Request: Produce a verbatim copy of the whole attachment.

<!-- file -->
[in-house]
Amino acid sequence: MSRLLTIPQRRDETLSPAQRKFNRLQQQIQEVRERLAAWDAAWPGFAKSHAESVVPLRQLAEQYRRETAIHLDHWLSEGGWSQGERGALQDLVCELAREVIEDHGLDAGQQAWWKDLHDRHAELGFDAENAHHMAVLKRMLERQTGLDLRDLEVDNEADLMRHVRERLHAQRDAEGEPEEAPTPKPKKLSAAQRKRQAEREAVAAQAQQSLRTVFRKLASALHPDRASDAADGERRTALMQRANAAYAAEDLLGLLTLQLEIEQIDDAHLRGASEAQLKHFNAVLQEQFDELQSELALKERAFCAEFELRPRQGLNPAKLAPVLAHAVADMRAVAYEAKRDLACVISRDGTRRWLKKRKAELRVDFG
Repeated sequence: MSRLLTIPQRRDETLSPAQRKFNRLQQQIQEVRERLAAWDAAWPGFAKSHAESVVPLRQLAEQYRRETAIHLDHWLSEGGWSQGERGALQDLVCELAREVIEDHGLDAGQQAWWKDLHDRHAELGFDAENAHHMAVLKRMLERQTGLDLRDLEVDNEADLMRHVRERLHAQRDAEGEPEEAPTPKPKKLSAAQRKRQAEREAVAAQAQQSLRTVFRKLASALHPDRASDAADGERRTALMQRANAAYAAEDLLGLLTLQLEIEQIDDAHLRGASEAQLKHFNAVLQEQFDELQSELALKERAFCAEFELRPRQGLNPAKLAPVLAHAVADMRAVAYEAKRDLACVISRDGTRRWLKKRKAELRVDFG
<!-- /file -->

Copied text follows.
[in-house]
Amino acid sequence: MSRLLTIPQRRDETLSPAQRKFNRLQQQIQEVRERLAAWDAAWPGFAKSHAESVVPLRQLAEQYRRETAIHLDHWLSEGGWSQGERGALQDLVCELAREVIEDHGLDAGQQAWWKDLHDRHAELGFDAENAHHMAVLKRMLERQTGLDLRDLEVDNEADLMRHVRERLHAQRDAEGEPEEAPTPKPKKLSAAQRKRQAEREAVAAQAQQSLRTVFRKLASALHPDRASDAADGERRTALMQRANAAYAAEDLLGLLTLQLEIEQIDDAHLRGASEAQLKHFNAVLQEQFDELQSELALKERAFCAEFELRPRQGLNPAKLAPVLAHAVADMRAVAYEAKRDLACVISRDGTRRWLKKRKAELRVDFG
Repeated sequence: MSRLLTIPQRRDETLSPAQRKFNRLQQQIQEVRERLAAWDAAWPGFAKSHAESVVPLRQLAEQYRRETAIHLDHWLSEGGWSQGERGALQDLVCELAREVIEDHGLDAGQQAWWKDLHDRHAELGFDAENAHHMAVLKRMLERQTGLDLRDLEVDNEADLMRHVRERLHAQRDAEGEPEEAPTPKPKKLSAAQRKRQAEREAVAAQAQQSLRTVFRKLASALHPDRASDAADGERRTALMQRANAAYAAEDLLGLLTLQLEIEQIDDAHLRGASEAQLKHFNAVLQEQFDELQSELALKERAFCAEFELRPRQGLNPAKLAPVLAHAVADMRAVAYEAKRDLACVISRDGTRRWLKKRKAELRVDFG